... a herd. But I also need to know how do you call a group of...

-sheep (>flock?)
-wolves (>pack?)

Can anyone help me? Emotion: crying
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Comments  (Page 2) 
check this sight, it has them all, Cheers

A group of cows is called a kine.
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I've never heard of a kine of cows. It's a herd of cows.

I'd like to comment that many of these group names (eg a murder of crows ) are arcane and never used in everyday English. How often do you want to talk about elks? If you do, just say 'a group of elks'.

In other words, I caution you against wasting too much time learning vocabulary you don't need and will never use.

Best wishes, Clive
Clive, I know you're right about that, but doesn't "a gang of elk" sound like something out of a Far Side cartoon? It's just full of possibilities for parody.
Hi Barb,

Yeah, elks smoking cigarettes and wearing leather jackets.

How about a group name for grammarians? I vote for 'a quibble of grammarians'. And I think we should have leather jackets.

Best wishes, Clive
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I think being a quibble sounds perfect. Another site I belong to talked about doing t-shirts. (Is that a dangling participle or are you just happy to see me?) I think that's too long to go on leather. Maybe just a patch - "Grammar Cops" in a semi circle on the top and "Tuck in that dangling participle" along the bottom.

I'm working on my Sgt. Friday imitiation - Pardon me, ma'am. Did you misplace this modifier?

And they we all ride off on the back of a passing elk.

Oh heavens, can you tell it's after midnight??
sheep--a flock of sheep;
bees--- a swarm of bees;
fish--- a pool of fish;
elaphants-- a herd of elephants;
birds-- a flock of birds;
wolves--a pack of wolves;
puppies--a kennel of puppies;
deer-- a herd of deer;
lions-- a pride of lions.

Hi Anonymous,

You need to check your source for these things.

eg fish--- a pool of fish This is wrong. It's a school of fish.

Best wishes, Clive
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Taken from thefreedictionary.com

"These nouns denote a number of animals, birds, or fish considered collectively, and some have human connotations. Flock is applied to a congregation of animals of one kind, especially sheep or goats herded by people, and to any congregation of wild or domesticated birds, especially when on the ground. It is also applicable to people who form the membership of a church or to people under someone's care or supervision. Herd is used of a number of animals, especially cattle, herded by people; or of wild animals such as antelope, elephants, and zebras; or of whales and seals. Applied to people, it is used disparagingly of a crowd or of the masses and suggests the gregarious aspect of crowd psychology. Drove is used of a herd or flock, as of cattle or geese, that is being moved or driven from one place to another; less often it refers to a crowd of people in movement. Pack is applicable to any body of animals, especially wolves, or of birds, especially grouse, and to a body of hounds trained to hunt as a unit. It also refers disparagingly to a band or group of persons. Gang refers to a herd, especially of buffalo or elk; to a pack of wolves or wild dogs; or to various associations of persons, especially when engaged in violent or criminal pursuits. Brood is applicable to offspring that are still under the care of a mother, especially the offspring of domestic or game birds or, less formally, of people.·The following related terms are used as indicated: bevy, a company of roe deer, larks, or quail; cast, the number of hawks or falcons cast off at one time, usually a pair; cete, a company of badgers; covert, a flock of coots; covey, a family of grouse, partridges, or other game birds; drift, a drove or herd, especially of hogs; exaltation, a flight of larks; fall, a family of woodcock in flight; flight, a flock of birds in flight; gaggle, a flock of geese; gam, a school of whales, or a social congregation of whalers, especially at sea; kennel, a number of hounds or dogs housed in one place or under the same ownership; kindle, a brood or litter, especially of kittens; litter, the total number of offspring produced at a single birth by a multiparous mammal; murder, a flock of crows; muster, a flock of peacocks; nide, a brood of pheasants; pod, a small herd of seals or whales; pride, a company of lions; rout, a company of people or animals in movement, especially knights or wolves; school, a congregation of fish, or aquatic mammals such as dolphins or porpoises; shrewdness, a company of apes; skein, a flight of wildfowl, especially geese; skulk, a congregation of vermin, especially foxes, or of thieves; sloth, a company of bears; sord, a flight of mallards; sounder, a herd of wild boar; stable, a number of horses housed in one place or under the same ownership; swarm, a colony of insects, such as ants, bees, or wasps, especially when migrating to a new nest or hive; troop, a number of animals, birds, or people, especially when on the move; warren, the inhabitants, such as rabbits, of a warren; watch, a flock of nightingales; and wisp, a flock of birds, especially of snipe"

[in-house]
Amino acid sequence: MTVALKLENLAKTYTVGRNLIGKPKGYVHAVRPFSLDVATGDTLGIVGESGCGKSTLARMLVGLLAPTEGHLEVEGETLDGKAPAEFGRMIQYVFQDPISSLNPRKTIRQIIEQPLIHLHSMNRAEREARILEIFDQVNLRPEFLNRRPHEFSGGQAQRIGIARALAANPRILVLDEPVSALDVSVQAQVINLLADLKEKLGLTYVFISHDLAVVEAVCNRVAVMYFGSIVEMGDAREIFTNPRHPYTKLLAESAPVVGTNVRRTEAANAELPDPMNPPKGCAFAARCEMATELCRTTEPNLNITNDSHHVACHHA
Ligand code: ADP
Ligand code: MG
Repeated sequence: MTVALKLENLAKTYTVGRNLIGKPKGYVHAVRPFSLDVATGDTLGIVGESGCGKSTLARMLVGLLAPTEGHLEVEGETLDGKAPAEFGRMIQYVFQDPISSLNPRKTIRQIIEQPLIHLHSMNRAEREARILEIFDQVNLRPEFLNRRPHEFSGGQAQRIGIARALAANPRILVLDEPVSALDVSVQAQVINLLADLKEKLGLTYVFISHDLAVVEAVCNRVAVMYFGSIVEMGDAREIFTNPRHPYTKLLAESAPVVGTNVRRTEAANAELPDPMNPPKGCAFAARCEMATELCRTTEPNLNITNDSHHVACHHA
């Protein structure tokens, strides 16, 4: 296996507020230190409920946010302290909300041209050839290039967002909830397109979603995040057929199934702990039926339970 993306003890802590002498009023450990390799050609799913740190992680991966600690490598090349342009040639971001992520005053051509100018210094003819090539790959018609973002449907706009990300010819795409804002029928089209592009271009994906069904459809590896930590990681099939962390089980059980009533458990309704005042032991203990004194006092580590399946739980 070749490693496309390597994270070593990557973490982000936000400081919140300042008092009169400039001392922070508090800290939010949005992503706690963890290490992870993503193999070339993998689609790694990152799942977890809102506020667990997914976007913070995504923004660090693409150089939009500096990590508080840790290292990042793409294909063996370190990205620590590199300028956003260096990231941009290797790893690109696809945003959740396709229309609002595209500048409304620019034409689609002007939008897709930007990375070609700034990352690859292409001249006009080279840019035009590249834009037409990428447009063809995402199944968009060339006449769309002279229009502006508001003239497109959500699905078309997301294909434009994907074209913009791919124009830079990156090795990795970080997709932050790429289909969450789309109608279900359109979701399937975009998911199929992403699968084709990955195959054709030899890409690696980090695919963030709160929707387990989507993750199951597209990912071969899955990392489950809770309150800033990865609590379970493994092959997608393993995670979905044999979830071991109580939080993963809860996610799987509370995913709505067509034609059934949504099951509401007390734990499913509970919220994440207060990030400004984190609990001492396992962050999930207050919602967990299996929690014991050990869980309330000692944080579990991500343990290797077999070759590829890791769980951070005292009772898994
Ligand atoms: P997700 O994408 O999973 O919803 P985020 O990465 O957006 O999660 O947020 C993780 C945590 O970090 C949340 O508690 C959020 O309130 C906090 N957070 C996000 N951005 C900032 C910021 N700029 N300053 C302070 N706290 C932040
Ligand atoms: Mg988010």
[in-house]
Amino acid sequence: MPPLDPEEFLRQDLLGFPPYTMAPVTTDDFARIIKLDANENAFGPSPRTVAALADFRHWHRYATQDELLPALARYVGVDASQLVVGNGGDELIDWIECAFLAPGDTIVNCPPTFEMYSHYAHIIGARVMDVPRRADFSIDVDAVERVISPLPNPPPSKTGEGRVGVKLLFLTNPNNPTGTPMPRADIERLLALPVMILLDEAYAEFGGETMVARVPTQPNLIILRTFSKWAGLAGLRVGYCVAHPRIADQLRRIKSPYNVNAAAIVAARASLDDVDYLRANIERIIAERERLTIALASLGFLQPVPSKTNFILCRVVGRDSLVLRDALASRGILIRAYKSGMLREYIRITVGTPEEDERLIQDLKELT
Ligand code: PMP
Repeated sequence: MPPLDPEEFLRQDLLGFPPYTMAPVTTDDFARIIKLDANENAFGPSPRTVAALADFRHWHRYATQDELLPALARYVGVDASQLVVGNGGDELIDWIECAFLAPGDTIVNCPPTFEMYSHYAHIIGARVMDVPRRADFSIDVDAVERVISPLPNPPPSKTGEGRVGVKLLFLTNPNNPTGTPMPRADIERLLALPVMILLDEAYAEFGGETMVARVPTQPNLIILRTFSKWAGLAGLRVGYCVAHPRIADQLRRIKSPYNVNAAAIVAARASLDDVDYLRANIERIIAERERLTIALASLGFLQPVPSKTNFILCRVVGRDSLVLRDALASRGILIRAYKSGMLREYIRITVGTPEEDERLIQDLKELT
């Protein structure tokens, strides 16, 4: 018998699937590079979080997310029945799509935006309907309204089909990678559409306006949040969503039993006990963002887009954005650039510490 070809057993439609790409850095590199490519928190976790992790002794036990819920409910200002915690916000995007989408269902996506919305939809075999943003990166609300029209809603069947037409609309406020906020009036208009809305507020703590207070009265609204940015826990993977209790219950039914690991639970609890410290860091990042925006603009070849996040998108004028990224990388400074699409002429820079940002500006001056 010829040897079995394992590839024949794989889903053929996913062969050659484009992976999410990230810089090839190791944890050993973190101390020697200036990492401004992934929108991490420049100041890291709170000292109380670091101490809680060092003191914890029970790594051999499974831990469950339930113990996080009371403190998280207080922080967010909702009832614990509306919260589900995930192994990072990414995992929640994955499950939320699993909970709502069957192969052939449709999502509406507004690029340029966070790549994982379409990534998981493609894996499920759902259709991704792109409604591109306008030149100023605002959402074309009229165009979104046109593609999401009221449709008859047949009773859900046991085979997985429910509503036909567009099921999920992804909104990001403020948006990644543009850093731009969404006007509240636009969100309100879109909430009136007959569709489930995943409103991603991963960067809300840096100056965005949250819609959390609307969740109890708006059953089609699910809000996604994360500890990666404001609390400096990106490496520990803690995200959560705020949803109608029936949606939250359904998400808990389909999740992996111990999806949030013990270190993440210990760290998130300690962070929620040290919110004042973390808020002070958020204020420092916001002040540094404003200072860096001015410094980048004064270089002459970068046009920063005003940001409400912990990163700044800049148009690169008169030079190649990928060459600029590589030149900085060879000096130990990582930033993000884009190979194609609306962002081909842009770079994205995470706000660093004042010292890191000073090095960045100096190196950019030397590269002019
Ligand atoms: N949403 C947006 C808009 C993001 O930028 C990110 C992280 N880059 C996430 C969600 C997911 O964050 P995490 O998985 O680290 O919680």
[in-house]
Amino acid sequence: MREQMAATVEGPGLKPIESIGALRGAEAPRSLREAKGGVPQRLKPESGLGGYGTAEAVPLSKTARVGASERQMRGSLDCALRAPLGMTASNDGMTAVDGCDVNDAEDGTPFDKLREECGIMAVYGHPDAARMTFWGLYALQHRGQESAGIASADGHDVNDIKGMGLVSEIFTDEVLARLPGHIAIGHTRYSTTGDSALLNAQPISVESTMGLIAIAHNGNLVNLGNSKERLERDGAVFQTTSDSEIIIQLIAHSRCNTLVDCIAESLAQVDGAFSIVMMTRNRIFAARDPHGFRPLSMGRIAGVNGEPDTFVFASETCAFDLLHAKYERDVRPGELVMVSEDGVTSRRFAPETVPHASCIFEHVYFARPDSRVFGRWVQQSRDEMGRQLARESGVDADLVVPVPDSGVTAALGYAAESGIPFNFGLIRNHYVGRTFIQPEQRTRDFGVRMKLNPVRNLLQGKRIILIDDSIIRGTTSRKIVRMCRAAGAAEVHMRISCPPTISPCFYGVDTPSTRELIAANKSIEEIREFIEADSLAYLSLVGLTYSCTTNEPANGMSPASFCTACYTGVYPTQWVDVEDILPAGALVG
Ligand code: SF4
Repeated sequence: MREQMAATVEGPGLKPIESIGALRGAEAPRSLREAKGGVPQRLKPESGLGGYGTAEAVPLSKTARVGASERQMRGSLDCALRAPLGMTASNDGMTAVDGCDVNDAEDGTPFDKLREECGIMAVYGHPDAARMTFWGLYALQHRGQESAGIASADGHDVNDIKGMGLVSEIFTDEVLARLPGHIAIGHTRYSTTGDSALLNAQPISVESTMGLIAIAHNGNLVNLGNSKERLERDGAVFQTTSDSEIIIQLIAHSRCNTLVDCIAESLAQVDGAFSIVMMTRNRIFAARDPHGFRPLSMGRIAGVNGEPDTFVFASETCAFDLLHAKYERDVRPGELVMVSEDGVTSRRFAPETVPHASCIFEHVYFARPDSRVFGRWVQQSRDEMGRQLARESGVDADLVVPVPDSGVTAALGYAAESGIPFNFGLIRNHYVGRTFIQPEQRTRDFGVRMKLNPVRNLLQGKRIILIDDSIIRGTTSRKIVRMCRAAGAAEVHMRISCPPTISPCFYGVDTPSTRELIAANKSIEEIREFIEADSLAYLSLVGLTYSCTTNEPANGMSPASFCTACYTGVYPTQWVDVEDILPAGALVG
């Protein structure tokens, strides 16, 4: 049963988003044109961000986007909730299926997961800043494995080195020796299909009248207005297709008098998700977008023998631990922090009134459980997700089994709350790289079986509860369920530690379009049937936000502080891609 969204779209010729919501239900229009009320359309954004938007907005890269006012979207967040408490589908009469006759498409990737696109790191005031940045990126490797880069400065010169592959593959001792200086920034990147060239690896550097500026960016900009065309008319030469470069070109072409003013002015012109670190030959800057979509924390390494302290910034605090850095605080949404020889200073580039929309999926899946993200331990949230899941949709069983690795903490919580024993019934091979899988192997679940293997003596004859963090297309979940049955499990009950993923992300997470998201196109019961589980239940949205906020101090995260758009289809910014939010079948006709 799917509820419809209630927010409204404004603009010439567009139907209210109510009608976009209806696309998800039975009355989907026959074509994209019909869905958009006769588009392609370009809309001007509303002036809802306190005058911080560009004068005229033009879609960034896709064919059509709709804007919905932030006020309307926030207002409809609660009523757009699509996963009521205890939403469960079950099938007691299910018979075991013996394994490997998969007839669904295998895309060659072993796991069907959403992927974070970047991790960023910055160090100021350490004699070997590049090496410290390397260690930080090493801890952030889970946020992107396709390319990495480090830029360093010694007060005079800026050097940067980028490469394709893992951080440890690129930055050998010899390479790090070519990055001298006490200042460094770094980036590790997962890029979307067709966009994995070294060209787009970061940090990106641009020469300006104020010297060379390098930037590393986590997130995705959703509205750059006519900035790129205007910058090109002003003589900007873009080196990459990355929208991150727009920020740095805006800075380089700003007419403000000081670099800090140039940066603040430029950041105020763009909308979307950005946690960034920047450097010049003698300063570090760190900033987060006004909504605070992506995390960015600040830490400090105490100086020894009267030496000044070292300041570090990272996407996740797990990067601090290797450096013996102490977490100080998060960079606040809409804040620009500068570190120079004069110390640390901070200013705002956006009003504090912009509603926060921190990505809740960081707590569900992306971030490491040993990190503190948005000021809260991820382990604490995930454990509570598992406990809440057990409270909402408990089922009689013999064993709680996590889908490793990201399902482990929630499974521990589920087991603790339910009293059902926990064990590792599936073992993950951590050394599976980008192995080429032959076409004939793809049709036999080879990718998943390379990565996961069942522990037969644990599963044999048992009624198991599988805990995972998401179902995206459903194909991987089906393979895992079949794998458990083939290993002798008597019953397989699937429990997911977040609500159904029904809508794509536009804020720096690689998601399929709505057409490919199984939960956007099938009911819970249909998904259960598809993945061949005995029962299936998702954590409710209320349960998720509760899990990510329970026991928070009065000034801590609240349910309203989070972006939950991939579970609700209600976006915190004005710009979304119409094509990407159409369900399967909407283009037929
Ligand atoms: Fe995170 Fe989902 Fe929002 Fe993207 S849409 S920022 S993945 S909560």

Emotion: smile
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